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Why upgrade machine to 220v

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Forum topic by leftcoaster posted 07-02-2017 03:07 PM 978 views 0 times favorited 25 replies Add to Favorites Watch
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leftcoaster

192 posts in 717 days


07-02-2017 03:07 PM

I know that 220 opens up the possibility of larger motors. But suppose I have a machine that comes wired for 110 and for which I have enough amps to not worry about tripping a breaker.

What’s the argument for making the 220v upgrade in this case? Do things run cooler with lower amperage?


25 replies so far

View jonah's profile

jonah

1474 posts in 3139 days


#1 posted 07-02-2017 03:10 PM

Assuming that the wire is sized appropriately, there is no good argument for changing to 240V. With the right size wire, heat is not an issue.

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Andre

1497 posts in 1646 days


#2 posted 07-02-2017 03:19 PM

I assumed lower operating cost as around here we are charged by the KWh, so fewer amps used? When I switched a few machines to 220v they seem to start/run smoother.

-- Lifting one end of the plank.

View TheFridge's profile

TheFridge

8342 posts in 1326 days


#3 posted 07-02-2017 03:42 PM

Operating costs will be the same.

Lower amperage is a plus.

Technically there isn’t a difference on paper. In real life I find there is a small one. How it sounds when starting and in use is one.

-- Shooting down the walls of heartache. Bang bang. I am. The warrior.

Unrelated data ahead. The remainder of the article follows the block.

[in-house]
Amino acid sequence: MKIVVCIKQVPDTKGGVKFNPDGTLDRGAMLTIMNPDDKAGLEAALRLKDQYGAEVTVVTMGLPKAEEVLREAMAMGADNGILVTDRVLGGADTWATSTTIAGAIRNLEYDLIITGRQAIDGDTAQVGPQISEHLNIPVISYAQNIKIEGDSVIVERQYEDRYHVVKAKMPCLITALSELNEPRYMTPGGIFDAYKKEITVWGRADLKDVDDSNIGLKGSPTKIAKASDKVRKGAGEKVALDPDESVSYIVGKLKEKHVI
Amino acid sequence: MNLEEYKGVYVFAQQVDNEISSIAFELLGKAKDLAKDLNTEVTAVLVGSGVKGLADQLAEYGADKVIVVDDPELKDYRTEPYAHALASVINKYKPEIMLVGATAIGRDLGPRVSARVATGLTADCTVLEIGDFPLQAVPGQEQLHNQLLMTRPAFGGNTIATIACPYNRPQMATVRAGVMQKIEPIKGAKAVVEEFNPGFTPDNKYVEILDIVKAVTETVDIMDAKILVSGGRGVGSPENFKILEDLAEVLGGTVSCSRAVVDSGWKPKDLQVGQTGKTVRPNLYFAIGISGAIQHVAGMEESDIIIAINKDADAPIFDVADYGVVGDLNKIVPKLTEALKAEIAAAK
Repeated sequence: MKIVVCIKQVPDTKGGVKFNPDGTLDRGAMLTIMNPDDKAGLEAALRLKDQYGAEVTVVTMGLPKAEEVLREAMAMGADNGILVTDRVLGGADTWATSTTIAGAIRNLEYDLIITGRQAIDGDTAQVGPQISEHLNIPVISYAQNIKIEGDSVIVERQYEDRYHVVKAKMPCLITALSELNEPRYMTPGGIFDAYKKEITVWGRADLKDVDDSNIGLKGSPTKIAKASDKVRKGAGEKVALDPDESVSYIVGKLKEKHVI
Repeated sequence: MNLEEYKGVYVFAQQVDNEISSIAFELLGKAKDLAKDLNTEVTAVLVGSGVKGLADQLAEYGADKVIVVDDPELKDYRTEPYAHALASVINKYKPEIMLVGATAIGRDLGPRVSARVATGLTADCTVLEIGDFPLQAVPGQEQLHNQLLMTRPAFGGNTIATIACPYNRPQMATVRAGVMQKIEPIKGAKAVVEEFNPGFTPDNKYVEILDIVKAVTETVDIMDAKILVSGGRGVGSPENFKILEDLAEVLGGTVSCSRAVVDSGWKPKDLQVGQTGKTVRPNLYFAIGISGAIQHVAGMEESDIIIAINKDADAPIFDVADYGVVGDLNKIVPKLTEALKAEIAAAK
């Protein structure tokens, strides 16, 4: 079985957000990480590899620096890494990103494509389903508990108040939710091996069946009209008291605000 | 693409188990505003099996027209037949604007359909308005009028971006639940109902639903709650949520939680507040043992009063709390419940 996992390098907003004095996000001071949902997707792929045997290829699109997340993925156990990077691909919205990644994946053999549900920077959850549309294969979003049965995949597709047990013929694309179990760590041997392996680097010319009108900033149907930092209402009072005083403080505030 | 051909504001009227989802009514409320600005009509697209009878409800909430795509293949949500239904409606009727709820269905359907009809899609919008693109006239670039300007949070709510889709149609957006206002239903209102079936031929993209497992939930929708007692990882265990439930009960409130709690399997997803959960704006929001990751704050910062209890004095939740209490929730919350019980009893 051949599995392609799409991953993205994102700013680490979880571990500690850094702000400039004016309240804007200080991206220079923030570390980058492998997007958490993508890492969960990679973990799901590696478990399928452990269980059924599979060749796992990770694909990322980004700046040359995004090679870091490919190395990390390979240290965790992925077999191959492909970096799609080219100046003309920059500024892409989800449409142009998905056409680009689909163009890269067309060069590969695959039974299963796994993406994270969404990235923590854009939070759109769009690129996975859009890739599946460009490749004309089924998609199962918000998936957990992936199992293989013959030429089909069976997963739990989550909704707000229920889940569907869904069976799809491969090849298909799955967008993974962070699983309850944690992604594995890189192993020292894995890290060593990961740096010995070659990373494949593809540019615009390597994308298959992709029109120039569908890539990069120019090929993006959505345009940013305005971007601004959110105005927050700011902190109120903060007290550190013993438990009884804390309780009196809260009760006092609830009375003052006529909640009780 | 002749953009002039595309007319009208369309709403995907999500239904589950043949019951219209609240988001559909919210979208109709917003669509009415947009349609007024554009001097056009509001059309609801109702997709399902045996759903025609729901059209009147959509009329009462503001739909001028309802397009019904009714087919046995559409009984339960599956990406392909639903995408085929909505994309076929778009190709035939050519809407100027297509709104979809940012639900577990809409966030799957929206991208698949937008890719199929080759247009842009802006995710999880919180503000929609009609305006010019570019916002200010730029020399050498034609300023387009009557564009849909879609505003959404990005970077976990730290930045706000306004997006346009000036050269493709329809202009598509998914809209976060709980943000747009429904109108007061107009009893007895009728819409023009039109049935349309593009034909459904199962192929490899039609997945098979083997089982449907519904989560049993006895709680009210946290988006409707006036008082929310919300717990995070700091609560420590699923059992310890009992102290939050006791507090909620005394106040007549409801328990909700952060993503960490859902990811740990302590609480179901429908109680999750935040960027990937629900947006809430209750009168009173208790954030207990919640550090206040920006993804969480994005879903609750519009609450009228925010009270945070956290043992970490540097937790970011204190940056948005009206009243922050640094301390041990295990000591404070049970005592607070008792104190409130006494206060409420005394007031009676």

View Fred Hargis's profile

Fred Hargis

4771 posts in 2334 days


#4 posted 07-02-2017 03:48 PM



Operating costs will be the same.

Lower amperage is a plus.

Technically there isn t a difference on paper. In real life I find there is a small one. How it sounds when starting and in use is one.

- TheFridge

That’s pretty much my opinion as well. But if you’re good with 120V, stay that way.

-- Our village hasn't lost it's idiot, he was elected to congress.

View Mainiac Matt 's profile

Mainiac Matt

7466 posts in 2169 days


#5 posted 07-02-2017 04:40 PM

W = V x A, so if you double V, you use 1/2 A, but the total power consumed will be essentially the same. Power companies bill by KWHr. (1,000 Watts pulled for 1 hour) so given the same W… Their is no theoretical savings.

But, as you push amps through a wire you create some thermal losses however (calked I squared R losses, where I is the current and R is the resistance in the wire). Copper, being an excellent conductor has a very, very low R value, so the heat generated is small, none the less, a 1 KW motor will have greater thermal losses running at 110 V than at 220 V, and thus will consume a little more power, and cost a few pennies more to run. In practicality, this is a very small factor.

But power is not the only consideration as torque also comes into play, and the motor will have more torque when powered by 220 V. This is primarily noticed when the motor starts and the 220 V motor will start more smoothly with less of a jolt and a lower current spike (so no dimming of the lights or tripping of breakers).

As noted by the OP, 220 V gets you into larger motors. Some don’t think this is a big deal as they run their “2 HP” DCs or “5 HP” shop vacs on 110 V, so who needs 220 V. But physics doesn’t lie… product marketers, on the other hand, do, and they create confusing terms such s “developed HP” or “peak HP” to muddy the waters.

In reality (just do the math) the maximum power you can get out of a 110 V, 15 amp circuit with an 80% efficient motor is 1 3/4 HP. If you want more than that, you need to go 220 V.

-- Pine is fine, but Oak's no joke!